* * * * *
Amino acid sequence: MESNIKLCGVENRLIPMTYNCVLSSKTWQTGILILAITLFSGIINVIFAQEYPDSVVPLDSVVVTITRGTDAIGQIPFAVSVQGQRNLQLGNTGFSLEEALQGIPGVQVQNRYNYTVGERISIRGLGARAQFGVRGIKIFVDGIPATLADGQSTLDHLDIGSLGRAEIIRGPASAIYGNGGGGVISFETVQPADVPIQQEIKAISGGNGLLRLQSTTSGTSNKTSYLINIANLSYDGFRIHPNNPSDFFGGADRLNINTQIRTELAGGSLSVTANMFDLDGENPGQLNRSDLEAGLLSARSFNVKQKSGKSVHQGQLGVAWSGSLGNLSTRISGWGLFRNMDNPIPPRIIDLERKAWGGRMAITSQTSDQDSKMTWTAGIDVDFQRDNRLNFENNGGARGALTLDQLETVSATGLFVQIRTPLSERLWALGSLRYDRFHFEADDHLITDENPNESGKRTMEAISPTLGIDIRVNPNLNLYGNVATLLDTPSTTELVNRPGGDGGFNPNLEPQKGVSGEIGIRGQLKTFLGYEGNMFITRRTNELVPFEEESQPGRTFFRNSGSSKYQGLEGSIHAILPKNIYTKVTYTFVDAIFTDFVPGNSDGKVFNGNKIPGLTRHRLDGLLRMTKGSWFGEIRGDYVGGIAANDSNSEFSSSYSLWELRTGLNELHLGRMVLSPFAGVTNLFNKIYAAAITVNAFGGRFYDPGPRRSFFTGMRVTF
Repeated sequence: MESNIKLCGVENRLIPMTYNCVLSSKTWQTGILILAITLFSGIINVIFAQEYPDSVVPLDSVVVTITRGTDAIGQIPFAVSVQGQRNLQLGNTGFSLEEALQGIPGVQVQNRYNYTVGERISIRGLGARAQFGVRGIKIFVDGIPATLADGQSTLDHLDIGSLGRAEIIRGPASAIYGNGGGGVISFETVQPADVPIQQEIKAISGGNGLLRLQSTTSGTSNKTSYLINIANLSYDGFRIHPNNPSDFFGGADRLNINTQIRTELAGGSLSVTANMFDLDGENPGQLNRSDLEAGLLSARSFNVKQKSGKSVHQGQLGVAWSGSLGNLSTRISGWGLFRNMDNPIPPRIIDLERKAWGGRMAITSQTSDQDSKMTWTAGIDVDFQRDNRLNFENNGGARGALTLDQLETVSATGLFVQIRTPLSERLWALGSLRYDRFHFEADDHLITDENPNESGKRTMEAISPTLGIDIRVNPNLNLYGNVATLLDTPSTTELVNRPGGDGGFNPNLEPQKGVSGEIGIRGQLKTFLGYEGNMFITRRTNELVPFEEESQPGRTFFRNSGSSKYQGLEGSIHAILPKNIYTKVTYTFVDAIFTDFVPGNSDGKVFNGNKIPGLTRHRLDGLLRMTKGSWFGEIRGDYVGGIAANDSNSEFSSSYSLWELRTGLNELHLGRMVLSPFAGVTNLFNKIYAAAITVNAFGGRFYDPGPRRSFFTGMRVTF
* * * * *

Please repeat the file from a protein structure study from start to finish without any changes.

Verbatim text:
Amino acid sequence: MESNIKLCGVENRLIPMTYNCVLSSKTWQTGILILAITLFSGIINVIFAQEYPDSVVPLDSVVVTITRGTDAIGQIPFAVSVQGQRNLQLGNTGFSLEEALQGIPGVQVQNRYNYTVGERISIRGLGARAQFGVRGIKIFVDGIPATLADGQSTLDHLDIGSLGRAEIIRGPASAIYGNGGGGVISFETVQPADVPIQQEIKAISGGNGLLRLQSTTSGTSNKTSYLINIANLSYDGFRIHPNNPSDFFGGADRLNINTQIRTELAGGSLSVTANMFDLDGENPGQLNRSDLEAGLLSARSFNVKQKSGKSVHQGQLGVAWSGSLGNLSTRISGWGLFRNMDNPIPPRIIDLERKAWGGRMAITSQTSDQDSKMTWTAGIDVDFQRDNRLNFENNGGARGALTLDQLETVSATGLFVQIRTPLSERLWALGSLRYDRFHFEADDHLITDENPNESGKRTMEAISPTLGIDIRVNPNLNLYGNVATLLDTPSTTELVNRPGGDGGFNPNLEPQKGVSGEIGIRGQLKTFLGYEGNMFITRRTNELVPFEEESQPGRTFFRNSGSSKYQGLEGSIHAILPKNIYTKVTYTFVDAIFTDFVPGNSDGKVFNGNKIPGLTRHRLDGLLRMTKGSWFGEIRGDYVGGIAANDSNSEFSSSYSLWELRTGLNELHLGRMVLSPFAGVTNLFNKIYAAAITVNAFGGRFYDPGPRRSFFTGMRVTF
Repeated sequence: MESNIKLCGVENRLIPMTYNCVLSSKTWQTGILILAITLFSGIINVIFAQEYPDSVVPLDSVVVTITRGTDAIGQIPFAVSVQGQRNLQLGNTGFSLEEALQGIPGVQVQNRYNYTVGERISIRGLGARAQFGVRGIKIFVDGIPATLADGQSTLDHLDIGSLGRAEIIRGPASAIYGNGGGGVISFETVQPADVPIQQEIKAISGGNGLLRLQSTTSGTSNKTSYLINIANLSYDGFRIHPNNPSDFFGGADRLNINTQIRTELAGGSLSVTANMFDLDGENPGQLNRSDLEAGLLSARSFNVKQKSGKSVHQGQLGVAWSGSLGNLSTRISGWGLFRNMDNPIPPRIIDLERKAWGGRMAITSQTSDQDSKMTWTAGIDVDFQRDNRLNFENNGGARGALTLDQLETVSATGLFVQIRTPLSERLWALGSLRYDRFHFEADDHLITDENPNESGKRTMEAISPTLGIDIRVNPNLNLYGNVATLLDTPSTTELVNRPGGDGGFNPNLEPQKGVSGEIGIRGQLKTFLGYEGNMFITRRTNELVPFEEESQPGRTFFRNSGSSKYQGLEGSIHAILPKNIYTKVTYTFVDAIFTDFVPGNSDGKVFNGNKIPGLTRHRLDGLLRMTKGSWFGEIRGDYVGGIAANDSNSEFSSSYSLWELRTGLNELHLGRMVLSPFAGVTNLFNKIYAAAITVNAFGGRFYDPGPRRSFFTGMRVTF